Sierra Leone: what outcomes for a civil society harshly impacted by long-lasting crisis?

News - Sierra Leone has been afflicted by numerous crisis these past decades: in particular, both the civil war and the Ebola epidemic have had huge and long lasting impacts on the society. If most of these repercussions are obviously disastrous, the Sierra Leone' society is not giving up and some unexpected positive outcomes have also emerged from these severe crisis.


The civil war impact: a traumatized society
From 1991 to 2002, the country has been the subject of a disastrous civil war, originating from the attack of two villages by the RUF (Revolutionary United Front), which made more than 50.000 casualties and harmed countless others, displacing 2,6 million persons – which constitutes half the population. Violence was also aggravated by the use of drugs such as cocaine and gunpowder, which was given to soldiers-children in order to make them addicted and dependent.
Though peace was signed nearly fifteen years ago, the society has been durably and harshly impacted by the horrors of this civil war. Some NGOs specialized in favoring communication between parties, in the hopes of getting the population to forgive and heal.  Founded in 2007, Fambul Tok is an example of such an NGO: by leading discussions which promote confessions and forgiveness, founded on the cases of the Gacaca (the custom courts used in Rwanda, amongst others), the NGO endeavors to recreate social links and relations. In exchange for the citizens’ participations, the organization give them a slight remuneration. On the whole, the discussions last for two days, amongst which each participant is encouraged to tell their stories, and a tree symbolizing the recreated union between the populations is eventually planted.

Reconciliation programs have not only positive outcomes
However, the consequence of such projects are not as positive as could have been expected. According to a recent study published in Science and led by two professors, Oeindrilla Dube and Jacobus Cilliers, respectively teaching at the University of New York and Georgetown, as well as Bilal Siddiqi, economist working at the World Bank, talking about and in effect re-living traumatic events can make them harder to forget and aggravate psychological scars: depressions and post-traumatic syndromes such as anxiety were overall 36% more frequent in the communities having benefited from reconciliation programs than those having been left alone.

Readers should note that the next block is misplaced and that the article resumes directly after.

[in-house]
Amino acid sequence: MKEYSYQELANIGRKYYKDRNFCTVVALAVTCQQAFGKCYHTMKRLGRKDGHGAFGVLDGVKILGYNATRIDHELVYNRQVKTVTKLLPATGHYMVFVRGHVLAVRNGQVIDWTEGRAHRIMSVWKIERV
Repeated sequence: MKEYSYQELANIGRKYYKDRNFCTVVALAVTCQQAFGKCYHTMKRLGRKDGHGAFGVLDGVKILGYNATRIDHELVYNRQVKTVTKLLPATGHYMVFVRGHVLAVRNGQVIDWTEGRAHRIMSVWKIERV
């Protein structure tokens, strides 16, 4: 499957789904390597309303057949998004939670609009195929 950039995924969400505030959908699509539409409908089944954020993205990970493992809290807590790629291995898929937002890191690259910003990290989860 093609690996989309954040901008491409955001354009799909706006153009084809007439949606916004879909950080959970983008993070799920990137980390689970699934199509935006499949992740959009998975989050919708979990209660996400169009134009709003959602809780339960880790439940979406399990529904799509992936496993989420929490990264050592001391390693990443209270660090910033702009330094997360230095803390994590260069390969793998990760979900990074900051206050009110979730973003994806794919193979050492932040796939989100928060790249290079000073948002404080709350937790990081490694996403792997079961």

However, these types of programs should not be leading only to negative outcomes, far from it: participants were also deemed more implicated in the community, more willing to participate to building public infrastructures such as hospitals or schools, and more willing to participate to social events or religious associations. In effect, reconciliation programs seem to have enable most of the participants to feel fully engaged in their society rather than feeling marginalized and apart from it.
In fact, the conclusion that can be drawn from this study is not that reconciliation programs are useless or inadequate, but rather that the participants need to be carefully approached and accompanied, especially at long-term rather than during a few days. It seems to be the next point on which NGOs and the overall civil society should focus on in order to get the populations to forgive and heal.

The Ebola epidemic: another crisis, other outcomes
Sierra Leone was also recently severely affected by the Ebola epidemic, which has officially ended the 7th November of 2016, after having made more than 4.000 casualties and broadly infected more than 14.000 persons.
A change of perceptions among the population of medicine and traditions
The epidemic also changed Sierra Leone’s perceptions of medicine and traditions, mainly in positive ways: prevention practices, seen through, for instance, the growing frequency of hand-washing stations, are more and more common. Genital mutilations, traditionally done by women on their daughters as an initiation into womanhood, have also declined, as they were recognized as facilitating the transmission of Ebola.

An unexpected outcome: the proliferation of violence against girls and women
Unfortunately, it had also more grim effects on the society, such as the proliferation of rapes and general violence against girls and women: the Program of Development of the United Nations as well as NGOs such as UNICEF and Save the Children raised the issue in their recent reports on Sierra Leone. The link between the Ebola epidemic and rapes cam seem a bit far-fetched: however, many explanations are given in the reports. One factor would be the restriction of movement the epidemic implied, given that confinement, quarantines and an overall curfew were implemented in the country. Furthermore, Ebola has raised the economic pressure on families, as many were ill and unable to work: many adolescents were forced to turn to prostitution in order to compensate for the monetary loss – taking into account that the price of food also raised at the same time. As prostitution placed young girls into a very vulnerable state, many among them were also submitted to rapes by men who took the opportunity to abuse them without consequences.

Léa Guinet, Coordinator at CIPADH


Pierre Lepidi, "Dans les villages de Sierra Leone, la réconciliation n'a pas que du bon", Le Monde, 16 May 2016. Available at:

Sciences&Avenir, "En Sierra Leone, Ebola a changé le rapport à la médecine et aux traditions", 12 May 2016. Available at:

Elisabeth Hoffman, "Paths to healing in war-torn Sierra Leone", PeaceBuilder, 20th October 2008. Available at: 

Gilles Pialoux, "Ebola a provoqué une épidémie de viols: comment expliquer ce cercle vicieux", L'Obs, 7 May 2016. Available at: